After weeks of rumors, Facebook has partnered with nine publishers, including Buzzfeed and The New York Times to offer iPhone users Instant Articles, a faster distribution platform that publishes content directly to the site.
While publishers have reportedly been wary of direct-to-Facebook links driving traffic away from their own sites, Facebook has offered a generous advertising model to compensate. The social network is allowing brands to either sell and embed their own advertisements or partner with Facebook’s ad team to sell ads and give 30 percent of the profits to Facebook.
The New York Times has decided to do the former and has partnered with Shell to sponsor its content, a source from the publication tells ClickZ. “We are selling advertising directly into Facebook Instant Articles and are very pleased that Shell has come on board as our launch sponsor. As the experiment grows, there will be opportunities to include more advertisers and we will maintain our direct relationship with all participating advertisers.”
Facebook’s main goal doesn’t seem to be increasing advertising revenue from its publishing partners but rather to keep people on its own app longer, citing lagging loading speeds as a main reason users left the app. By offering content, ads, and comment sections all in-app, Facebook is betting that users won’t want to leave, according to Layne Harris, vice president of innovation technology for 360i.
“Facebook is trying to be the internet. If they can be the ad distributors, content source, conversation center, and measurement and tracking authority, that’s the internet in a nutshell,” Harris says. “The move is super risky, but they’re banking on the fact that people will enjoy consuming content in this fashion.”
While publishing on Facebook seems like an all-round win for both brands and the social network, Tom Hyde, social strategy director at Droga5, does see a potential problem when it comes to formatting content for the network. Brands will either have to make two versions of articles: one with geotags, video, and other features optimized for their own sites and a separate format for Facebook or start producing Facebook-compatible content exclusively.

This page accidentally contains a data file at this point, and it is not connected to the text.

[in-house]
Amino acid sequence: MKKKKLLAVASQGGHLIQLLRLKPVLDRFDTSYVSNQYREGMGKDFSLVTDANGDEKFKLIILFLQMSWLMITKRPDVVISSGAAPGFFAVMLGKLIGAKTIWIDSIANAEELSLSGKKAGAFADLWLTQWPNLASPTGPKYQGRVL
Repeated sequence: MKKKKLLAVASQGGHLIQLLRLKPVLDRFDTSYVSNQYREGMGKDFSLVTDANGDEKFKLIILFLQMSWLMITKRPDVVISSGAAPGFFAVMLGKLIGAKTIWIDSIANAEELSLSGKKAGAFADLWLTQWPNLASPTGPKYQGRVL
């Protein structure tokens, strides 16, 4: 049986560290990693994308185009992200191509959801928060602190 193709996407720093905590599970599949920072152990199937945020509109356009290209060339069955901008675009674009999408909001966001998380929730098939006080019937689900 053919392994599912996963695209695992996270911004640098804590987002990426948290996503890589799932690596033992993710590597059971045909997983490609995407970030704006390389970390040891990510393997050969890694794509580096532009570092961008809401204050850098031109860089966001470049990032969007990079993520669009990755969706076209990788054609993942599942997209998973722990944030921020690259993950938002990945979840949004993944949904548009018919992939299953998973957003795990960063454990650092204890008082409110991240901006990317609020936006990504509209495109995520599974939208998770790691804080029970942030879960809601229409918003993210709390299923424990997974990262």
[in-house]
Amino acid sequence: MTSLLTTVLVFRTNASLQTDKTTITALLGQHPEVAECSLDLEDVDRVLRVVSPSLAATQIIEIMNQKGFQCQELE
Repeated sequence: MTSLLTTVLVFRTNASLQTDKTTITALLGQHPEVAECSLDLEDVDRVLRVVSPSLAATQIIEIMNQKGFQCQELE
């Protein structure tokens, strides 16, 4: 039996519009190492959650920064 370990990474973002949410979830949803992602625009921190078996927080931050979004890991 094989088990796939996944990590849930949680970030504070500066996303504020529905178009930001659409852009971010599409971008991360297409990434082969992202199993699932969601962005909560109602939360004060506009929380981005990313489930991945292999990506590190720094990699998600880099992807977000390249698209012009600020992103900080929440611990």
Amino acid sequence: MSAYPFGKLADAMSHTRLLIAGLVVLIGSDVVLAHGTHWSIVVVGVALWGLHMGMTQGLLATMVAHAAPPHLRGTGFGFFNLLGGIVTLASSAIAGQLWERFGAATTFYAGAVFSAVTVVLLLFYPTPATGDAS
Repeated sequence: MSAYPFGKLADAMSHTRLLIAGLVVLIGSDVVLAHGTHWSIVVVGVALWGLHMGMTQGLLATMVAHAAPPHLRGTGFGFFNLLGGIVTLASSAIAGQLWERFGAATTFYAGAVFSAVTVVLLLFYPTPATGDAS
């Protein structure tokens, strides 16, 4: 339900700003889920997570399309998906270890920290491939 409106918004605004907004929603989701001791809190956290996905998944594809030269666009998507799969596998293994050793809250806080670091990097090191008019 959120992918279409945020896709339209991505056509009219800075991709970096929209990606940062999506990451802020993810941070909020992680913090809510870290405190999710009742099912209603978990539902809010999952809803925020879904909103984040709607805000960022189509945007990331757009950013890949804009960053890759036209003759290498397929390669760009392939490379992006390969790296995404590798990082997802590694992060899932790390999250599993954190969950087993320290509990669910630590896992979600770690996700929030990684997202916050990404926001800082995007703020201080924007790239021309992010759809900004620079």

“The potential downside is that publishers will need to develop and design their websites and the articles they’re going to share on Facebook in a different manner,” Hyde says. “Especially if they want to include elements like geotagging. It could be quite a technical undertaking to redesign and recode content to exist on Facebook.”
However, despite the potential pain points associated with making content Facebook-compatible, Hyde anticipates the possibility of Facebook opening the Instant Articles platform to a variety of brands and publishers, saying that Instant Articles may even eliminate the need for hosting long-form branded content.
“Brands are looking to create content that will be shared on Facebook, and Facebook doesn’t want people to leave their site, so this new format essentially achieves both those goals,” Hyde says.
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